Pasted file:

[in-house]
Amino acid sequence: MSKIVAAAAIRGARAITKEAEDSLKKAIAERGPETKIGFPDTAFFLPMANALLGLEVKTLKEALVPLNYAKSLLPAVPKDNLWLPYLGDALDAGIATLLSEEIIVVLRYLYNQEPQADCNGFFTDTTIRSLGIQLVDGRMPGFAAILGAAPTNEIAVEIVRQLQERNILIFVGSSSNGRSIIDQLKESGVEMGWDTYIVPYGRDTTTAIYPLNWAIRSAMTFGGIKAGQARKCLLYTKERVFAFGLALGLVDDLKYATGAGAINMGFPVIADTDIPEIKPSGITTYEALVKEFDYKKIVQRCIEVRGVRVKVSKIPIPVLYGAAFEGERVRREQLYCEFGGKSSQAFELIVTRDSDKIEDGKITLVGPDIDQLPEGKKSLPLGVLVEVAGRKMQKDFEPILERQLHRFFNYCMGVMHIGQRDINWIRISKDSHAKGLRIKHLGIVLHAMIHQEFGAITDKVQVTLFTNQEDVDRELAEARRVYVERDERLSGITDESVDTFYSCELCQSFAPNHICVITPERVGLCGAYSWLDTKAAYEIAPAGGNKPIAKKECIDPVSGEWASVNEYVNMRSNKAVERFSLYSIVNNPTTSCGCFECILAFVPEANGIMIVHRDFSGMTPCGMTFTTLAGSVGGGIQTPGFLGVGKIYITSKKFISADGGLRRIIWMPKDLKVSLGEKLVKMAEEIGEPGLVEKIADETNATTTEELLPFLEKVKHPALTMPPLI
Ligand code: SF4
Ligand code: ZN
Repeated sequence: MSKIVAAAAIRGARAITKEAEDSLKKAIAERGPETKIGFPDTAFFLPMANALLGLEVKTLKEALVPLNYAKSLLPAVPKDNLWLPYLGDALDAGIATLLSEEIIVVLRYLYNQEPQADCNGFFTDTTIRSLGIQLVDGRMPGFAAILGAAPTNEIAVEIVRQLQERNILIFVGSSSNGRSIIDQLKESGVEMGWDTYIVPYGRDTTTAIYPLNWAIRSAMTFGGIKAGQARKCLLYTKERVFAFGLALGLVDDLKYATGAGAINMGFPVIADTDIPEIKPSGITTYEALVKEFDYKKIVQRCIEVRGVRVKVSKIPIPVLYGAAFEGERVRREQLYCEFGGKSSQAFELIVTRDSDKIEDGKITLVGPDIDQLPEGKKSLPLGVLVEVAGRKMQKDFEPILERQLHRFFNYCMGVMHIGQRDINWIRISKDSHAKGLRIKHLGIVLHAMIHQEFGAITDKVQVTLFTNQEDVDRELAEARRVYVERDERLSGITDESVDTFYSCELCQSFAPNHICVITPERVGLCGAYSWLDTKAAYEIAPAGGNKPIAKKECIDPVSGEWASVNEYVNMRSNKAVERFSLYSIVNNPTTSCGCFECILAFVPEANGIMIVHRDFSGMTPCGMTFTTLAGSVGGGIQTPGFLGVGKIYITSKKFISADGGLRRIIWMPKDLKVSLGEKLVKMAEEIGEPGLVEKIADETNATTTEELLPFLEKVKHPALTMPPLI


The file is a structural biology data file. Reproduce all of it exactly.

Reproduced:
[in-house]
Amino acid sequence: MSKIVAAAAIRGARAITKEAEDSLKKAIAERGPETKIGFPDTAFFLPMANALLGLEVKTLKEALVPLNYAKSLLPAVPKDNLWLPYLGDALDAGIATLLSEEIIVVLRYLYNQEPQADCNGFFTDTTIRSLGIQLVDGRMPGFAAILGAAPTNEIAVEIVRQLQERNILIFVGSSSNGRSIIDQLKESGVEMGWDTYIVPYGRDTTTAIYPLNWAIRSAMTFGGIKAGQARKCLLYTKERVFAFGLALGLVDDLKYATGAGAINMGFPVIADTDIPEIKPSGITTYEALVKEFDYKKIVQRCIEVRGVRVKVSKIPIPVLYGAAFEGERVRREQLYCEFGGKSSQAFELIVTRDSDKIEDGKITLVGPDIDQLPEGKKSLPLGVLVEVAGRKMQKDFEPILERQLHRFFNYCMGVMHIGQRDINWIRISKDSHAKGLRIKHLGIVLHAMIHQEFGAITDKVQVTLFTNQEDVDRELAEARRVYVERDERLSGITDESVDTFYSCELCQSFAPNHICVITPERVGLCGAYSWLDTKAAYEIAPAGGNKPIAKKECIDPVSGEWASVNEYVNMRSNKAVERFSLYSIVNNPTTSCGCFECILAFVPEANGIMIVHRDFSGMTPCGMTFTTLAGSVGGGIQTPGFLGVGKIYITSKKFISADGGLRRIIWMPKDLKVSLGEKLVKMAEEIGEPGLVEKIADETNATTTEELLPFLEKVKHPALTMPPLI
Ligand code: SF4
Ligand code: ZN
Repeated sequence: MSKIVAAAAIRGARAITKEAEDSLKKAIAERGPETKIGFPDTAFFLPMANALLGLEVKTLKEALVPLNYAKSLLPAVPKDNLWLPYLGDALDAGIATLLSEEIIVVLRYLYNQEPQADCNGFFTDTTIRSLGIQLVDGRMPGFAAILGAAPTNEIAVEIVRQLQERNILIFVGSSSNGRSIIDQLKESGVEMGWDTYIVPYGRDTTTAIYPLNWAIRSAMTFGGIKAGQARKCLLYTKERVFAFGLALGLVDDLKYATGAGAINMGFPVIADTDIPEIKPSGITTYEALVKEFDYKKIVQRCIEVRGVRVKVSKIPIPVLYGAAFEGERVRREQLYCEFGGKSSQAFELIVTRDSDKIEDGKITLVGPDIDQLPEGKKSLPLGVLVEVAGRKMQKDFEPILERQLHRFFNYCMGVMHIGQRDINWIRISKDSHAKGLRIKHLGIVLHAMIHQEFGAITDKVQVTLFTNQEDVDRELAEARRVYVERDERLSGITDESVDTFYSCELCQSFAPNHICVITPERVGLCGAYSWLDTKAAYEIAPAGGNKPIAKKECIDPVSGEWASVNEYVNMRSNKAVERFSLYSIVNNPTTSCGCFECILAFVPEANGIMIVHRDFSGMTPCGMTFTTLAGSVGGGIQTPGFLGVGKIYITSKKFISADGGLRRIIWMPKDLKVSLGEKLVKMAEEIGEPGLVEKIADETNATTTEELLPFLEKVKHPALTMPPLI